The presence of heme B — a component of red blood cells — in the lungs is linked to worse lung function in people with cystic fibrosis (CF).
That finding was described in the study “Refinement of metabolite detection in cystic fibrosis sputum reveals heme correlates with lung function decline,” published in the journal PLOS ONE.
Lung infections with the bacteria Pseudomonas aeruginosa are one of the main causes of disease worsening and mortality in people with CF. P. aeruginosa produces chemical compounds called phenazines as a result of its microbial processes. Phenazines are known to be virulence factors — molecules that allow the bacteria to proliferate and spread within the host.
The research team that lead the new study previously published a report of a negative relationship between the amount of phenazines in sputum (mix of saliva and mucus coughed up from the lungs) of people with CF, and their lung function, as measured by percent predicted forced expiratory volume in one second (ppFEV1).
In their initial study, researchers used a technique called high-performance liquid chromatography to identify and quantify phenazines. However, this type of technology has evolved considerably since the team’s initial study in 2012, and a more specific and sensitive technique called liquid chromatography mass spectrometry (LC-MS) is now available.
So, researchers tried to reproduce the results of their previous study by using LC-MS in 71 new sputum samples provided by CF patients to the Mountain West CF Consortium (MWCFC) SputumBiomarker Study. All patients were older than 12 and were clinically stable.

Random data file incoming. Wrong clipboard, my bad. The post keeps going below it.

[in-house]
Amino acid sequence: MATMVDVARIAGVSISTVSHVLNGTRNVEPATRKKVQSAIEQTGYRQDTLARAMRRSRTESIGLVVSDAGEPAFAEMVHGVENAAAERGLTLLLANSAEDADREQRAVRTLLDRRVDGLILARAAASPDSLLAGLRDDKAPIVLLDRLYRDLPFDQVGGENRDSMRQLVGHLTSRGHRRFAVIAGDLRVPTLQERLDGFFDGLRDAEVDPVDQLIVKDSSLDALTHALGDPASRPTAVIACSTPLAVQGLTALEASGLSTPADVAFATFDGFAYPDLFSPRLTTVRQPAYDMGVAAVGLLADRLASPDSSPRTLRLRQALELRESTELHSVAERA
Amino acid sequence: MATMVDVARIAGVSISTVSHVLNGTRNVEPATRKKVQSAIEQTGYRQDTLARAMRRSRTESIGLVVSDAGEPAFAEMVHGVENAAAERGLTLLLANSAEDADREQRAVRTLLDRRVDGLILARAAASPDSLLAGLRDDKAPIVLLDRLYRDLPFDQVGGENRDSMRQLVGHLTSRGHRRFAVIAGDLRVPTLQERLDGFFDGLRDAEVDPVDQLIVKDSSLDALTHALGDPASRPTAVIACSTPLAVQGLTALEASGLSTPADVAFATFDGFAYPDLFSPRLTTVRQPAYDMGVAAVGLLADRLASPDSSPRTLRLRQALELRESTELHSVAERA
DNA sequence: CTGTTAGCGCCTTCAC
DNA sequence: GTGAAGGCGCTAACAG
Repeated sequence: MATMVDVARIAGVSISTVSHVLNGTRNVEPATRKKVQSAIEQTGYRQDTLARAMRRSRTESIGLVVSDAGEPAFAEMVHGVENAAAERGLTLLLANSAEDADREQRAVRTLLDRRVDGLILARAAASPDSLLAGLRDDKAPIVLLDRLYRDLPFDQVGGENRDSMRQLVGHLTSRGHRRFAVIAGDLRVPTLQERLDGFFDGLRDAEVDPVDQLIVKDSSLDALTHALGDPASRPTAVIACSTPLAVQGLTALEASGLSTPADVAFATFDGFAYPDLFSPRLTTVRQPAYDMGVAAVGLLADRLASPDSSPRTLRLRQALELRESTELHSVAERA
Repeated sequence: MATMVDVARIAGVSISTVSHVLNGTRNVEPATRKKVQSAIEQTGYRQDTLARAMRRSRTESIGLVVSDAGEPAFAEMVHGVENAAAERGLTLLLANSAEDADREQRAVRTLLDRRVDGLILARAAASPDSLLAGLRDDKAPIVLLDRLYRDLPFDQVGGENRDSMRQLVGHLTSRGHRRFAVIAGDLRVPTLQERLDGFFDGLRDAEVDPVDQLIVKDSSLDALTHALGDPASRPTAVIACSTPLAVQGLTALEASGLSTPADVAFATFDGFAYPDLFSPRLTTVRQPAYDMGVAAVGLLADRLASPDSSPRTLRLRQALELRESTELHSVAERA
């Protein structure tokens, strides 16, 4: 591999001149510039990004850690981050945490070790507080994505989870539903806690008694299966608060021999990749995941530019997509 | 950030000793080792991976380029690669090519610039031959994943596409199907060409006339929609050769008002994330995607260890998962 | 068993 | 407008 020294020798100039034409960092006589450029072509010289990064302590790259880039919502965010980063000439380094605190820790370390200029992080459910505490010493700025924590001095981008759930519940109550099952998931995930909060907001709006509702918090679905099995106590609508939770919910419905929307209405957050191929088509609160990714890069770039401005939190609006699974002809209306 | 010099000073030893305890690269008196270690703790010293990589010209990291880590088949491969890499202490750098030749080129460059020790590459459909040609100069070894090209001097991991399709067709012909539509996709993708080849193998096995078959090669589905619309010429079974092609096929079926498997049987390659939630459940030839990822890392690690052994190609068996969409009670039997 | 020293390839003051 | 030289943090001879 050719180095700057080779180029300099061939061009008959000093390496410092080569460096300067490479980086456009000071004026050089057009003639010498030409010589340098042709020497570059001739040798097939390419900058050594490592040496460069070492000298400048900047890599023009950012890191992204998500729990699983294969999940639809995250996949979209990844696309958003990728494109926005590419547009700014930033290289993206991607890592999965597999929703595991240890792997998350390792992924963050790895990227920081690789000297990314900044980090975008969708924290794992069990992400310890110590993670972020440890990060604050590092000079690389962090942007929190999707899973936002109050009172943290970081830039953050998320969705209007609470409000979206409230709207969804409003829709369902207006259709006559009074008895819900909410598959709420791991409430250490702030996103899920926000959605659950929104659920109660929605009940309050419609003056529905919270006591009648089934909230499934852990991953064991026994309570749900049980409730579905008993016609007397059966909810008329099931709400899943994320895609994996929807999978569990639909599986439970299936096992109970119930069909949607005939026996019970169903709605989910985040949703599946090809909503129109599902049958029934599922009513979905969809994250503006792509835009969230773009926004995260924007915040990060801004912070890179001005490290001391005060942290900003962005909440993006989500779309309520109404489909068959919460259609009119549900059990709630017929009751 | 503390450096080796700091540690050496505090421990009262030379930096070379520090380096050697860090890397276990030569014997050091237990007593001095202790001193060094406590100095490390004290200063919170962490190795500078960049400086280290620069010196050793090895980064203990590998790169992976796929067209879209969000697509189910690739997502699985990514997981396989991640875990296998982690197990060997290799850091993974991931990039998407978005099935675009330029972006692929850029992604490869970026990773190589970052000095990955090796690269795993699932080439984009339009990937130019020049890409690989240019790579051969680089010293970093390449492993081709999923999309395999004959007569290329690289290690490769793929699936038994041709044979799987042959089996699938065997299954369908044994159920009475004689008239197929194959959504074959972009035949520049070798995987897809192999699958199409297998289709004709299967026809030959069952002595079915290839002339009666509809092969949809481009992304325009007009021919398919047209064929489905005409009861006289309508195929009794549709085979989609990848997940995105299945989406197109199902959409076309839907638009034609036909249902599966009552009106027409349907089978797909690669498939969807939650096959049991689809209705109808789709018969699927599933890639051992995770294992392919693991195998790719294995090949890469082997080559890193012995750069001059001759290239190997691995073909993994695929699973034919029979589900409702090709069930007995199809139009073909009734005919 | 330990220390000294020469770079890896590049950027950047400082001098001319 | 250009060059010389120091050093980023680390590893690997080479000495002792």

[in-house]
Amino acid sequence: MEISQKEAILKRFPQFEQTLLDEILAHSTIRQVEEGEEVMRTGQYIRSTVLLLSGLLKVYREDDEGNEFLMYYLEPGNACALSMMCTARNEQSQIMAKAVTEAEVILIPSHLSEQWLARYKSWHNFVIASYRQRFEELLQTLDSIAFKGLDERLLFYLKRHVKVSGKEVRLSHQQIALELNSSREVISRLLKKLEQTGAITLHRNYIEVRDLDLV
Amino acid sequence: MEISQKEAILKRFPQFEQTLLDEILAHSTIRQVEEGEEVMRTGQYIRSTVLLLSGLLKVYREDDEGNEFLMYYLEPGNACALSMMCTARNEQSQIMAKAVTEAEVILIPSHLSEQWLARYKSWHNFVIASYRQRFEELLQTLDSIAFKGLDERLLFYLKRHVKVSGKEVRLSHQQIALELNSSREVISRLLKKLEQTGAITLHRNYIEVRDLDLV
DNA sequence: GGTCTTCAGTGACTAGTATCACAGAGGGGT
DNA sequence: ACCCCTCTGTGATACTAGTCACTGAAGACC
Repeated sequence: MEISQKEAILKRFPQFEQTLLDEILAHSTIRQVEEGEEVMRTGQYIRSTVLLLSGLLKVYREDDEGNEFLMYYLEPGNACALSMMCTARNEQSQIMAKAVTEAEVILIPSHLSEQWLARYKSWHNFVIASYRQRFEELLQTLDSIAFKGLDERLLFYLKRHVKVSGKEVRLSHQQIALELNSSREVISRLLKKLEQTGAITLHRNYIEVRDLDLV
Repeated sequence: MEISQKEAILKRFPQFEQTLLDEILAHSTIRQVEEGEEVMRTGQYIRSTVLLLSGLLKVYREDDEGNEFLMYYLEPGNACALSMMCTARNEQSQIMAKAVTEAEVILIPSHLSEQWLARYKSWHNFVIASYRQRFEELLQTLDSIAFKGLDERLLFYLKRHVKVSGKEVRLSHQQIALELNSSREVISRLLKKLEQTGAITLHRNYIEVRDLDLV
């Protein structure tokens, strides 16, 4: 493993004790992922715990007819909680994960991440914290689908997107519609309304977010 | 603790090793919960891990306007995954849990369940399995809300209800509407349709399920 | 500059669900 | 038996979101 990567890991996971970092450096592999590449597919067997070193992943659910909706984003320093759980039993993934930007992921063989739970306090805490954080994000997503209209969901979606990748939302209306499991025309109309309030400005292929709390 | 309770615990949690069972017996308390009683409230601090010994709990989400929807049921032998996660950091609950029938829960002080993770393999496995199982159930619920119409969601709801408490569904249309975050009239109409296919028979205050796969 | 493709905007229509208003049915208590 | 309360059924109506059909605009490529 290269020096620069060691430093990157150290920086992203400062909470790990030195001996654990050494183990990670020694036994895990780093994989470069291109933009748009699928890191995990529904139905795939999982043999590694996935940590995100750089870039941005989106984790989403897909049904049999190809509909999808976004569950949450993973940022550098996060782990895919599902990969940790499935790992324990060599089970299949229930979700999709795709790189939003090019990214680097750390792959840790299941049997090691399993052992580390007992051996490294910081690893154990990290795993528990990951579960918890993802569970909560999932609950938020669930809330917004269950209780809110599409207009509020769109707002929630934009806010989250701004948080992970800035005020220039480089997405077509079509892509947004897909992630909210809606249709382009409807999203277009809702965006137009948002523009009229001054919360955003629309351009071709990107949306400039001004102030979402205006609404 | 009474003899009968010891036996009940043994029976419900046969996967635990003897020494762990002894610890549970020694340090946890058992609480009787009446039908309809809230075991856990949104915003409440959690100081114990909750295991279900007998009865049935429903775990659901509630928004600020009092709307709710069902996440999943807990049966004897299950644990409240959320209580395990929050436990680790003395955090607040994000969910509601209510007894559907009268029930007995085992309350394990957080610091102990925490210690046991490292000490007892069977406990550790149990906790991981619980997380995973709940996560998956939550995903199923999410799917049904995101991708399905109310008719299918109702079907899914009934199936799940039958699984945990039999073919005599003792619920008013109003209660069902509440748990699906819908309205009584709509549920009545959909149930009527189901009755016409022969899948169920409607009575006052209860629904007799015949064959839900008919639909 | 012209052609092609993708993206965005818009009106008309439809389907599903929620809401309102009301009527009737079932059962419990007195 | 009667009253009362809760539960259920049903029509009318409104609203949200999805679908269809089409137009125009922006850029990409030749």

The team was surprised to find that the new technique was not able to pick up the phenazines reported in the previous study — namely pyocyanin, phenazine-1-carboxylic acid, phenazine-1-carboxamide, and 1-hydroxyphenazine — suggesting that these, if present in the samples, were below the detection limits of the instrument.
Instead, researchers identified a new compound in the samples called ferriprotoporphyrin IX, also known as heme B, a molecule that contains iron and is commonly found in red blood cells.
A careful analysis showed that the compound identified in the previous study as phenazine-1-carboxylic acid was instead heme B. This result suggested that the relationship found in the previous study is actually between heme B and lung function (measured by ppFEV1), rather than with phenazines like phenazine-1-carboxylic acid.
To confirm this possibility, the team quantified the concentration of ferriprotoporphyrin IX/heme B in their MWCFC samples, and found a statistically significant correlation between sputum heme B levels and ppFEV1.
Taken together, the data show that the greater the heme B concentration, the lower the ppFEV1 is in CF patients, and a sign of worse lung function.
The presence of heme B in sputum samples, according to the researchers, probably results from the presence of blood. In fact, “consistent with this assumption, hemoptysis, or coughing up blood, is observed in up to 60% of CF patients,” the researchers stated.
Overall, the team concluded that “given that hemoptysis is strongly associated with airway inflammation, pulmonary exacerbations, and impaired lung function, these new data suggest that heme B may be a useful biomarker of CF pathophysiology.”
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